OK... So GN-z11 galaxy which is closer to the big bang or so is a much better candidate...
The key idea here is that the universe is not expanding away from a point and towards empty space (or "void" or any other term commonly thrown around). To the best of our knowledge, there is no boundary, no edge, and no "outside" to the universe. If you were able to magically teleport yourself 47 billion light years away, right to the edge of the observable universe (notice the word observable) you would look around and see galaxies and stars in every direction, just like we do here.

There is no direction you could travel that would take you closer to the big bang. That would require time travel into the past.

See this excellent page on cosmology: http://www.astro.ucla.edu/~wright/cosmology_faq.html#XIN (and feel free to browse through the rest of the site)
 
  • #16
Chronos
Science Advisor
Gold Member
11,408
738
Recession velocity is not linear. Imagine an asteroid receding at .99c wrt an observer, and a rocket launched with a velocity of .99c wrt the asteroid in the direction opposing the observer. What is its apparent recession velocity wrt to the observer [hint: not 1.98c]. You have precisely this situation with supernova ejecta in a distant galaxy. A little SR goes a long way in this universe.
 
  • #17
4
0
(Ignoring the mistakes in terms of terminology) •••
Yes, it would accelarate the universe expansion into 'nothingness'. As we know, the universe started expanding from a big bang in the first place, I don't see why that would not add to the expansion, provided that we agree that all we can say about the ends of the universe is limited in certainty and facts...
Ok... so the furthest galaxy (Object: UDFy-38135539) to date has been found by the Hubble Ultra Deep Field cameras which to date goes back some 13.1 billions light years (conservative universe estimate is 13.7 billion light years) so pretty much an object with many questions. See: https://www.newscientist.com/article/dn19603-dim-galaxy-is-most-distant-object-yet-found/

My question should a supernovae happen to any massive star in this old system, would the energy/particles of the supernovae push the outer edges of the universe in a 'bump' like state in that region or would the outer edge of the universe absorb this energy or expand further due to this event? Curious.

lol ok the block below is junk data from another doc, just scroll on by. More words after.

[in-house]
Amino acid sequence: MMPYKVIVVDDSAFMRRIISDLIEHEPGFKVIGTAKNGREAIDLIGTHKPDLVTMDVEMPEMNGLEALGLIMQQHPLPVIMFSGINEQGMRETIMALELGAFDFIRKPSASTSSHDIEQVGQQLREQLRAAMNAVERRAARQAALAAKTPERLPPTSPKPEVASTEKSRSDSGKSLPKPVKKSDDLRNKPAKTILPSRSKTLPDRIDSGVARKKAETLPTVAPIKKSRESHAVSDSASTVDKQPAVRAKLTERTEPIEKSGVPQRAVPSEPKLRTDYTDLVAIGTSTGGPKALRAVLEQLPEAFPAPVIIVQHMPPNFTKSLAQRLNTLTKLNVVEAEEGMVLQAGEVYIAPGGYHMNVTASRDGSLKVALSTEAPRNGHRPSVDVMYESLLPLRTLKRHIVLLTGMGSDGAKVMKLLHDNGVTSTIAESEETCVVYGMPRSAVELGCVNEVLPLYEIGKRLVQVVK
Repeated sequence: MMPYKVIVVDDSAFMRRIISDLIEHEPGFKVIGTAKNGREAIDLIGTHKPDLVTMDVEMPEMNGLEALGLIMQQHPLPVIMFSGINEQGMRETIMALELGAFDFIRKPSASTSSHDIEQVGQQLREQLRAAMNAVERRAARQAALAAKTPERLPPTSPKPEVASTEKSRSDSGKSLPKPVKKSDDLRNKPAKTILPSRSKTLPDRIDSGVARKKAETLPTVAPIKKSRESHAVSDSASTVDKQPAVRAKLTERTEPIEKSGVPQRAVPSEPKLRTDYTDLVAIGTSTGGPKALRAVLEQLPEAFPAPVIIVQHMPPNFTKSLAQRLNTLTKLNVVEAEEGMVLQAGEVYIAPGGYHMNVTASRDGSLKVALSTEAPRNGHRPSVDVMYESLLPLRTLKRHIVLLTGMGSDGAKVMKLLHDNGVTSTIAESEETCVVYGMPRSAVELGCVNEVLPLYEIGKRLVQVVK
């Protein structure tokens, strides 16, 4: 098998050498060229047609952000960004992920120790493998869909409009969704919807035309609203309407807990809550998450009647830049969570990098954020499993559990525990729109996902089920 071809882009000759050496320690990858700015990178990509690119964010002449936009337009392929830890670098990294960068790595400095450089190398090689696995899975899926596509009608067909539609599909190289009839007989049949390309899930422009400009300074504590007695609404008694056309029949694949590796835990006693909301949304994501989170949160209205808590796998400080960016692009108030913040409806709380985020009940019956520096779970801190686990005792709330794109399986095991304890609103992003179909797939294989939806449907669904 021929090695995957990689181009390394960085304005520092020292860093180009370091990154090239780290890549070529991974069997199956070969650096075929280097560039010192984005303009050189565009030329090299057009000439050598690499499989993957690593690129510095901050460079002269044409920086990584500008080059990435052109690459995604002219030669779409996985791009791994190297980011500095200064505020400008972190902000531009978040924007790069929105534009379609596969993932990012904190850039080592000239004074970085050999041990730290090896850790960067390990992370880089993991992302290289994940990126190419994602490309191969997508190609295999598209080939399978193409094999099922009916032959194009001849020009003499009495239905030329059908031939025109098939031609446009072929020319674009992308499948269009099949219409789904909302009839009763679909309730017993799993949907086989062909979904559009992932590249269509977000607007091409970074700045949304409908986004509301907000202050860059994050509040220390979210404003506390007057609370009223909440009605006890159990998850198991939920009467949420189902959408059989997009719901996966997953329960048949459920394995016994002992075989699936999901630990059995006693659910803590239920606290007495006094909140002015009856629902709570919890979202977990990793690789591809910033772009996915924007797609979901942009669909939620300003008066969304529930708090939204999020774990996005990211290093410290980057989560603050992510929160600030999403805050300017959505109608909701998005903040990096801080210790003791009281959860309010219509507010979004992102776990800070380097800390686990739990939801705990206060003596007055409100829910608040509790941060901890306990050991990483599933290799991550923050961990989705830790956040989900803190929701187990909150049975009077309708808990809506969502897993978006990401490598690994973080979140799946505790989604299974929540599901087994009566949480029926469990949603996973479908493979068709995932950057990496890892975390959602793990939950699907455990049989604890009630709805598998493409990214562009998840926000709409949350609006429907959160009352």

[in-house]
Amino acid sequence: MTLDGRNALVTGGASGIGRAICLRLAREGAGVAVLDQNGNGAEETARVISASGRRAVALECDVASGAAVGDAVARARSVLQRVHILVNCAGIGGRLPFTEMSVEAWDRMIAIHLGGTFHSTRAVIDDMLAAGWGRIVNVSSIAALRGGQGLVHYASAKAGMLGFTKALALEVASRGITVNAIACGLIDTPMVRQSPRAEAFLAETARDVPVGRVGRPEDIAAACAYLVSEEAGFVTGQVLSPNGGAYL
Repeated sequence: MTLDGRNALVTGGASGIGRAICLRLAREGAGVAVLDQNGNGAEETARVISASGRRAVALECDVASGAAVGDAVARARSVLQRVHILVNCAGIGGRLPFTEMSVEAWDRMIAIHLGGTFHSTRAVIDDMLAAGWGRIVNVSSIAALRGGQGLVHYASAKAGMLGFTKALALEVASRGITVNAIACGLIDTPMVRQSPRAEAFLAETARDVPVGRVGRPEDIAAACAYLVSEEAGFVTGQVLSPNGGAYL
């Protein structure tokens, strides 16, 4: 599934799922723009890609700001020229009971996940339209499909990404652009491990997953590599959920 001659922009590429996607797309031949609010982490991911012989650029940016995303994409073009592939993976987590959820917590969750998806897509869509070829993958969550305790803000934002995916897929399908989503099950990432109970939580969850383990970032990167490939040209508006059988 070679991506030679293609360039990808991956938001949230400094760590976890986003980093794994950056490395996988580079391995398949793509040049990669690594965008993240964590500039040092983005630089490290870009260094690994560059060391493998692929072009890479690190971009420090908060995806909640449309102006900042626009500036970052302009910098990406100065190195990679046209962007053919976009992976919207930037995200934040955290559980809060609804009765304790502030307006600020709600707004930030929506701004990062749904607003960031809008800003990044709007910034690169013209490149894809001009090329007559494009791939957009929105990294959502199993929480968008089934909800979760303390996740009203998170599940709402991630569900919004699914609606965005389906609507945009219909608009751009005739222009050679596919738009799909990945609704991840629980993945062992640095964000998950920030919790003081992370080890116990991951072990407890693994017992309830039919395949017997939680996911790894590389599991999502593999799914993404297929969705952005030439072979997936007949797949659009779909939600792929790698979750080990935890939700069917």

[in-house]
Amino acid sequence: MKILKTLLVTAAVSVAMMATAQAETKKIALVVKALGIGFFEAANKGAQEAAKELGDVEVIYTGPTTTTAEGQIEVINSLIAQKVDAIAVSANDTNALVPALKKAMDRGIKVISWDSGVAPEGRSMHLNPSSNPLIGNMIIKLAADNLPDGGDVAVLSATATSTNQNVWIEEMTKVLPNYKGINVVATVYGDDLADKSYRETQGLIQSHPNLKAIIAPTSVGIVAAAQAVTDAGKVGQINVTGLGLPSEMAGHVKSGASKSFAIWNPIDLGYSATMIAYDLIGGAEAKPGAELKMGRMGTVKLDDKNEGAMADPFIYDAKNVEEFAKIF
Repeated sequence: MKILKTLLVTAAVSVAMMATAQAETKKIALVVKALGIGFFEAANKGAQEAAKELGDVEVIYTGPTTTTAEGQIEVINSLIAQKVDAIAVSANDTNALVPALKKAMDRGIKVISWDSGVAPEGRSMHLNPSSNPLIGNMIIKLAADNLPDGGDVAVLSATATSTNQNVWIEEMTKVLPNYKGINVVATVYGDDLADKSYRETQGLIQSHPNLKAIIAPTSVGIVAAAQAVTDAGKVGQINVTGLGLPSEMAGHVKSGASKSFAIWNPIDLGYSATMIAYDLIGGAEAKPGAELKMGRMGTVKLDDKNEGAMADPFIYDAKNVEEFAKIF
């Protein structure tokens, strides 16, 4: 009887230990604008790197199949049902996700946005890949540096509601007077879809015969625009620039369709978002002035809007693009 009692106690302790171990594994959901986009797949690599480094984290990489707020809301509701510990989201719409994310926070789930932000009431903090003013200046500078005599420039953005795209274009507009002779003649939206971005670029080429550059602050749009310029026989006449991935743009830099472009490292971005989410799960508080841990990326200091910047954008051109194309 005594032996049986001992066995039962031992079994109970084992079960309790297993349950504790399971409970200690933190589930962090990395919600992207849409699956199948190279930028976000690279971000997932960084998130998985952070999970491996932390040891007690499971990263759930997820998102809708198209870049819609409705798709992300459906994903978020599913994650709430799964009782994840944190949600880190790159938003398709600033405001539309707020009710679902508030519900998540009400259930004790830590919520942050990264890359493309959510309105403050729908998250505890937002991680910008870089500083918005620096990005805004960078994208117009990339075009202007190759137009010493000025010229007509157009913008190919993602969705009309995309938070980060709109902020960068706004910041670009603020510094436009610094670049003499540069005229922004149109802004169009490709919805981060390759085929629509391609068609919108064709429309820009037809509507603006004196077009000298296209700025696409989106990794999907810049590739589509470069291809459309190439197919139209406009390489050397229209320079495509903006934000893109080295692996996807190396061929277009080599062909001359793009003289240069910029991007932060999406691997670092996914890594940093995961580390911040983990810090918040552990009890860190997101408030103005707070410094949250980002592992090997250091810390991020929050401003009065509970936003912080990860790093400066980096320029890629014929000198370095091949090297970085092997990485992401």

• #18
Drakkith
Staff Emeritus
Science Advisor
20,717
4,423
Yes, it would accelarate the universe expansion into 'nothingness'.
This is incorrect. The universe is not expanding into anything or 'nothingness'.
 
  • #19
4
0
This is incorrect. The universe is not expanding into anything or 'nothingness'.
Pehraps we can argue semantics, but I am not sure if you are claiming that the universe is static and it is not expanding/stretching. In case you are, I would ask evidence from you. As for my claims that yes it is indeed 'stretching' or moving further away from it's centre (if it has one), there are numerous of studies suggesting it. For example, Riess won the Nobel prize in 2011 for discovering that the expansion of universe is in fact speeding up. So, by all means, I would love to see some evidence as I provided some myself.
 
  • #20
PeterDonis
Mentor
Insights Author
2019 Award
27,855
7,732
it is indeed 'stretching' or moving further away from it's centre (if it has one)
It doesn't. The expansion of the universe does not mean anything is "stretching" or moving away from a center. It just means galaxies are moving apart.
 
  • #21
4
0
It doesn't. The expansion of the universe does not mean anything is "stretching" or moving away from a center. It just means galaxies are moving apart.
As I said, the terminology used by a nobel prize winner was "expand". The same terminology I originally used. We can argue semantics, but I think we're both on the same page that the universe is not static...
 
  • #22
PeterDonis
Mentor
Insights Author
2019 Award
27,855
7,732
the terminology used by a nobel prize winner was "expand".
Yes, understood. But you need to be clear about what that term does and does not imply when it is used in this context.

I think we're both on the same page that the universe is not static...
Yes, we agree on this.
 
  • #23
The key idea here is that the universe is not expanding away from a point and towards empty space (or "void" or any other term commonly thrown around). To the best of our knowledge, there is no boundary, no edge, and no "outside" to the universe. If you were able to magically teleport yourself 47 billion light years away, right to the edge of the observable universe (notice the word observable) you would look around and see galaxies and stars in every direction, just like we do here.

There is no direction you could travel that would take you closer to the big bang. That would require time travel into the past.

See this excellent page on cosmology: http://www.astro.ucla.edu/~wright/cosmology_faq.html#XIN (and feel free to browse through the rest of the site)
Thanks... will do some thorough reading and see what I come out of it.
 
  • #24
phinds
Science Advisor
Insights Author
Gold Member
2019 Award
15,832
5,478
Thanks... will do some thorough reading and see what I come out of it.
I suggest the link in my signature
 

Related Threads for: Oldest galaxy to date: UDFy-38135539

Replies
24
Views
4K
  • Last Post
Replies
0
Views
3K
  • Last Post
Replies
1
Views
1K
  • Last Post
Replies
11
Views
966
  • Last Post
Replies
10
Views
996
  • Last Post
Replies
2
Views
4K
Top